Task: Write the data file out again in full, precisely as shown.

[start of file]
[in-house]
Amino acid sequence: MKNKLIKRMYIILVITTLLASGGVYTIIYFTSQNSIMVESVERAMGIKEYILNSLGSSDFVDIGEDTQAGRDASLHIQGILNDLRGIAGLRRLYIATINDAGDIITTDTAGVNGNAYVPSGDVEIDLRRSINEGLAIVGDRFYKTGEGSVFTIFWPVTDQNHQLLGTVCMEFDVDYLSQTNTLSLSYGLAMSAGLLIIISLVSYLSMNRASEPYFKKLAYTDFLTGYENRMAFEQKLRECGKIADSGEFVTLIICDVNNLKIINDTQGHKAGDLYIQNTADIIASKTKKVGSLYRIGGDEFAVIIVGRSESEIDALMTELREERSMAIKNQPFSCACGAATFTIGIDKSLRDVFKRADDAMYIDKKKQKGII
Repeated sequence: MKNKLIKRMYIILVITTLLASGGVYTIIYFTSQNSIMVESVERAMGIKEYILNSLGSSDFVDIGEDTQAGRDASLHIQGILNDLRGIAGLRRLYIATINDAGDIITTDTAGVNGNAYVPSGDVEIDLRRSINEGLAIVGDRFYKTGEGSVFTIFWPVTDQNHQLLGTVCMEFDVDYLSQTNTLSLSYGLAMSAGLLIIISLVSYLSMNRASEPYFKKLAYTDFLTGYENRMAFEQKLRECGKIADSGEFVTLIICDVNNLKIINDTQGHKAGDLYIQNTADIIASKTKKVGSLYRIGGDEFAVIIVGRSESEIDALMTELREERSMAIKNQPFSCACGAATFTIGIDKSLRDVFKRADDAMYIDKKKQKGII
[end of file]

[in-house]
Amino acid sequence: MKNKLIKRMYIILVITTLLASGGVYTIIYFTSQNSIMVESVERAMGIKEYILNSLGSSDFVDIGEDTQAGRDASLHIQGILNDLRGIAGLRRLYIATINDAGDIITTDTAGVNGNAYVPSGDVEIDLRRSINEGLAIVGDRFYKTGEGSVFTIFWPVTDQNHQLLGTVCMEFDVDYLSQTNTLSLSYGLAMSAGLLIIISLVSYLSMNRASEPYFKKLAYTDFLTGYENRMAFEQKLRECGKIADSGEFVTLIICDVNNLKIINDTQGHKAGDLYIQNTADIIASKTKKVGSLYRIGGDEFAVIIVGRSESEIDALMTELREERSMAIKNQPFSCACGAATFTIGIDKSLRDVFKRADDAMYIDKKKQKGII
Repeated sequence: MKNKLIKRMYIILVITTLLASGGVYTIIYFTSQNSIMVESVERAMGIKEYILNSLGSSDFVDIGEDTQAGRDASLHIQGILNDLRGIAGLRRLYIATINDAGDIITTDTAGVNGNAYVPSGDVEIDLRRSINEGLAIVGDRFYKTGEGSVFTIFWPVTDQNHQLLGTVCMEFDVDYLSQTNTLSLSYGLAMSAGLLIIISLVSYLSMNRASEPYFKKLAYTDFLTGYENRMAFEQKLRECGKIADSGEFVTLIICDVNNLKIINDTQGHKAGDLYIQNTADIIASKTKKVGSLYRIGGDEFAVIIVGRSESEIDALMTELREERSMAIKNQPFSCACGAATFTIGIDKSLRDVFKRADDAMYIDKKKQKGII